A Weekend in Sag Harbor, NY

One sunny Labor Day weekend, we set out from NYC on the Hampton Jitney for a couple’s weekend getaway to Sag Harbor. It had the charm of an old whaling port that has been transformed into a hangout overflowing with the casual sophistication of the Hamptons. Where once Indians would set out on whaling boats out to sea, or merchant ships from all over the world would come to dock, now sailing boats and million-dollar yachts float in the harbor.

It’s relaxing to hang out along Main Street and by the water, however my boyfriend wanted to get a drink at the iconic American hotel, do

After settling into our AirBnB we headed to Main Street, getting some visitors information at the Windmill first. Then we walked along Main Street, found the American hotel, and gingerly stepped inside, squinting as our eyes adjusted to the darker interior. The American Hotel was bought by a whaler in 1876, who built a bar and dining room there, calling it “The American House”. Today the beautifully restored hotel offers a high-end dining experience and an award-wining wine selection.

We “stood at the bar”, which was packed about 5 rows deep that evening….we were really more pressed against the opposite wall, with waiters patiently squeezing past us. Apparently, many had had the same idea as us. After a few minutes, we decided actually getting drinks there was something we were going to have to save for another day.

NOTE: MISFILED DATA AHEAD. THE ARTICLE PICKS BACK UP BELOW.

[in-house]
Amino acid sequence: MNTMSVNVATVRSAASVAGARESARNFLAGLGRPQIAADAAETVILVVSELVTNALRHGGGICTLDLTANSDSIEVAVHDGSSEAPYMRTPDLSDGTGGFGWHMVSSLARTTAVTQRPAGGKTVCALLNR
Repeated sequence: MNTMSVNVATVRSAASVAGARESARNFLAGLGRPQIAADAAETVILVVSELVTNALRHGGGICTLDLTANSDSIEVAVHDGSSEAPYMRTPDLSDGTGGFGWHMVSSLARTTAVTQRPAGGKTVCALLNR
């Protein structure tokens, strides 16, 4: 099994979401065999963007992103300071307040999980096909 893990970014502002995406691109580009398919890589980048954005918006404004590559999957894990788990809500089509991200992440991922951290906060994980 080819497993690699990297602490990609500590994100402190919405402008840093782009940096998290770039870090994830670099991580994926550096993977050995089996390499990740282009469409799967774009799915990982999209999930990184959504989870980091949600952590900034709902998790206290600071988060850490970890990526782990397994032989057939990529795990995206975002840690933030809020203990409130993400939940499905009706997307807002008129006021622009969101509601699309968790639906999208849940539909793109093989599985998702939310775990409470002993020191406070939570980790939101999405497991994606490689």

The American Hotel

Sag Harbor is not a large village, but its history runs deep in the Hamptons. We got a flyer for a self-guided walking tour of the area, which also covers a lot of history. First we grabbed some donuts and coffee at Grindstone Donuts [7A Main Street, (631) 808-3370] which has wonderful scratch made donuts (my favorite was one filled with homemade blueberry jam).

Blueberry jam filled, and cinnamon sugar donuts from Grindstone Donuts

Sag Harbor Walking Tour

From the windmill you can go straight down Main street, which has most of the restaurants, shops and stops, all the way down to the Whaling Museum. To truly explore Sag Harbor however, we used our self-guided walking tour to roam around a little and learn a few things. The windmill itself is located on the Long Wharf, which since 1771 has been Sag Harbor’s hub. In its whaling heyday in the early 19th century ships were lined six deep preparing for voyages to sea which could last 6 months or more. After the whaling trade declined, this became an international port.

We hung a left onto Bay Street to check out the marina.  There is a small and relaxed beach on Bay street called, Haven’s Beach, which might be a pleasant stop for the afternoon.  We were hungry so we grabbed an excellent lunch of the best tuna burgers I’ve ever had at The Dockside Bar and Grill [26 Bay Street, (631) 725-7100].